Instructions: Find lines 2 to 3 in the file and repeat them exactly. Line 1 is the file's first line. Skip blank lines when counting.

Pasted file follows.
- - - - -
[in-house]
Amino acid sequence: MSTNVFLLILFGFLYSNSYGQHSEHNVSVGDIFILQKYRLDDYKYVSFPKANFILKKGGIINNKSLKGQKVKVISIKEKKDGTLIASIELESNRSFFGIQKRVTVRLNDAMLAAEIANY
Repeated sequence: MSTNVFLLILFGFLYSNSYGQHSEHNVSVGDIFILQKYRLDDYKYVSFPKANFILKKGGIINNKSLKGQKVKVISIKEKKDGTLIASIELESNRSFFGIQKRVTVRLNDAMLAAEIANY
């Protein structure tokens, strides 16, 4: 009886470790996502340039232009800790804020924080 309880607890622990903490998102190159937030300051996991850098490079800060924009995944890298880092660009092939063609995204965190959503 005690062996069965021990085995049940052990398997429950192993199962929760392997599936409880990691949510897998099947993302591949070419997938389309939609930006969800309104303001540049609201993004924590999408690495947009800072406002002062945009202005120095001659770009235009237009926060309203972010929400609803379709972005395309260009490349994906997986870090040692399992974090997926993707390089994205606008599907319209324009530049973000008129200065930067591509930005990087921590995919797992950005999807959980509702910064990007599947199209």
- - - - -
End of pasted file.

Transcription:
Amino acid sequence: MSTNVFLLILFGFLYSNSYGQHSEHNVSVGDIFILQKYRLDDYKYVSFPKANFILKKGGIINNKSLKGQKVKVISIKEKKDGTLIASIELESNRSFFGIQKRVTVRLNDAMLAAEIANY
Repeated sequence: MSTNVFLLILFGFLYSNSYGQHSEHNVSVGDIFILQKYRLDDYKYVSFPKANFILKKGGIINNKSLKGQKVKVISIKEKKDGTLIASIELESNRSFFGIQKRVTVRLNDAMLAAEIANY